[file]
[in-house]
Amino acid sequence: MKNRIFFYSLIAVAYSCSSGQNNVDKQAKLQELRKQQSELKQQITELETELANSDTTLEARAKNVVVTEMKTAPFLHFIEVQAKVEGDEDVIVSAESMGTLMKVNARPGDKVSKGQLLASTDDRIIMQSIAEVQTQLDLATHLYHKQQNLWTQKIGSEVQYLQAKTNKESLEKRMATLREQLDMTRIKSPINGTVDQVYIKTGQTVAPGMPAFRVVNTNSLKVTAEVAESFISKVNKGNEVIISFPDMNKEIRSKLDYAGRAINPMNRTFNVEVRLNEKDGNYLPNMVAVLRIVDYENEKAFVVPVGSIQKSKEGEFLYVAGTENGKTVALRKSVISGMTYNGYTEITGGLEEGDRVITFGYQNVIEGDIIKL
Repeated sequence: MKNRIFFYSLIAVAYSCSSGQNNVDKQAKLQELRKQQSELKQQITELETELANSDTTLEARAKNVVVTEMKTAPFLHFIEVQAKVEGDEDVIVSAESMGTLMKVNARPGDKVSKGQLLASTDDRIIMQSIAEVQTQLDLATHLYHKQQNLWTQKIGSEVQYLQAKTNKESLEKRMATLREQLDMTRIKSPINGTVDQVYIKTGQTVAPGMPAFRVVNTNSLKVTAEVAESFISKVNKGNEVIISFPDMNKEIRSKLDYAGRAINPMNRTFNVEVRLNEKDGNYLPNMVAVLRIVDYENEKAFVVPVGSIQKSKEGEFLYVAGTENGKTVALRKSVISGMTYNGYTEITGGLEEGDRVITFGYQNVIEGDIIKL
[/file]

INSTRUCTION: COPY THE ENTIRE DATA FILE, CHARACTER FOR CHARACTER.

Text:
[in-house]
Amino acid sequence: MKNRIFFYSLIAVAYSCSSGQNNVDKQAKLQELRKQQSELKQQITELETELANSDTTLEARAKNVVVTEMKTAPFLHFIEVQAKVEGDEDVIVSAESMGTLMKVNARPGDKVSKGQLLASTDDRIIMQSIAEVQTQLDLATHLYHKQQNLWTQKIGSEVQYLQAKTNKESLEKRMATLREQLDMTRIKSPINGTVDQVYIKTGQTVAPGMPAFRVVNTNSLKVTAEVAESFISKVNKGNEVIISFPDMNKEIRSKLDYAGRAINPMNRTFNVEVRLNEKDGNYLPNMVAVLRIVDYENEKAFVVPVGSIQKSKEGEFLYVAGTENGKTVALRKSVISGMTYNGYTEITGGLEEGDRVITFGYQNVIEGDIIKL
Repeated sequence: MKNRIFFYSLIAVAYSCSSGQNNVDKQAKLQELRKQQSELKQQITELETELANSDTTLEARAKNVVVTEMKTAPFLHFIEVQAKVEGDEDVIVSAESMGTLMKVNARPGDKVSKGQLLASTDDRIIMQSIAEVQTQLDLATHLYHKQQNLWTQKIGSEVQYLQAKTNKESLEKRMATLREQLDMTRIKSPINGTVDQVYIKTGQTVAPGMPAFRVVNTNSLKVTAEVAESFISKVNKGNEVIISFPDMNKEIRSKLDYAGRAINPMNRTFNVEVRLNEKDGNYLPNMVAVLRIVDYENEKAFVVPVGSIQKSKEGEFLYVAGTENGKTVALRKSVISGMTYNGYTEITGGLEEGDRVITFGYQNVIEGDIIKL